BTW, what is the default behavior on laptop with two graphics card. It uses the Intel one unless I start an application with “launch with discrete graphics card”?
/usr/lib/modprobe.d/nvidia-power-management.conf doesn’t exist if one uses the nvidia drivers from rpmfusion (like i do), guess if you use the proprietary nvidia driver that file does exist and peeps better follow your suggestion to alter that file.
The IGP is the default, the discrete is for special needs.
Nippur: I am using the nvidia driver via rpmfusion. There’s just the one (proprietary) nvidia driver as far as I know. I installed it via
sudo dnf install https://download1.rpmfusion.org/free/fedora/rpmfusion-free-release-$(rpm -E %fedora).noarch.rpm https://download1.rpmfusion.org/nonfree/fed ora/rpmfusion-nonfree-release-$(rpm -E %fedora).noarch.rpm sudo dnf install akmod-nvidia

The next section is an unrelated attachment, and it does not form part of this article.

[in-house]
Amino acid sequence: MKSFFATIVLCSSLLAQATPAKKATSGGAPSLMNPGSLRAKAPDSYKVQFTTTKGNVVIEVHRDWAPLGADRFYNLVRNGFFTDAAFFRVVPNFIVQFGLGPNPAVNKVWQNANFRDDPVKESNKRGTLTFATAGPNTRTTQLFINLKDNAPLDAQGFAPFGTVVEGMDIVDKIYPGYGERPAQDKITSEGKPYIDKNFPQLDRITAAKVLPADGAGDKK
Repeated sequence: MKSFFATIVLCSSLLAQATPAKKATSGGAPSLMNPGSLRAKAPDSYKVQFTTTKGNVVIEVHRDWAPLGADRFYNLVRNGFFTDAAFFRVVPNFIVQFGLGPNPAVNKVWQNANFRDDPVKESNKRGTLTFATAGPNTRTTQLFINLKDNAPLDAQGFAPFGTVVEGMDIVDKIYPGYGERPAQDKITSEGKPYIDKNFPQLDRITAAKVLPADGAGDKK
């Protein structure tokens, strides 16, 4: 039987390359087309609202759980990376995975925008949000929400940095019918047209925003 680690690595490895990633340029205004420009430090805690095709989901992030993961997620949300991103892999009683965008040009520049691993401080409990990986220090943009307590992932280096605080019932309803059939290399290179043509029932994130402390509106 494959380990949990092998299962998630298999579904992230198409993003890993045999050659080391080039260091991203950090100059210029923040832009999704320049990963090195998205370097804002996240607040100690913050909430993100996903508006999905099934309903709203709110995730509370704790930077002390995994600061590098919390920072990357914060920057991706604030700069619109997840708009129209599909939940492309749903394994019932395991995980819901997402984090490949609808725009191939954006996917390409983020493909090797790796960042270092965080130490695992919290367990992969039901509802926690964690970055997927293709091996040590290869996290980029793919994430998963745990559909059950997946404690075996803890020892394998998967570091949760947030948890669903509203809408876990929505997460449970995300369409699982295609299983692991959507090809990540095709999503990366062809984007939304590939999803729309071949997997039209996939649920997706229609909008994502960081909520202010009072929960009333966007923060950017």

It seems the common consensus is that the update set
options nvidia NVreg_PreserveVideoMemoryAllocations=1
somewhere, in my case nvidia-power-management.conf.
Your post says where to set
options nvidia NVreg_PreserveVideoMemoryAllocations=0 but not explicitly where
options nvidia NVreg_PreserveVideoMemoryAllocations=1 is found…so where was that set for everyone but my machine? In what config file, /etc/modprobe.d/nvidia.conf ? I only saw the gentoo bug thread referring to that https://bugs.gentoo.org/763129
, others are referring to Occassional failure to resume: pci_pm_suspend(): nv_pmops_suspend+0x0/0x20 [nvidia] returns -5 - Linux - NVIDIA Developer Forums
nvidia-power-management.conf …at least for setting the variable.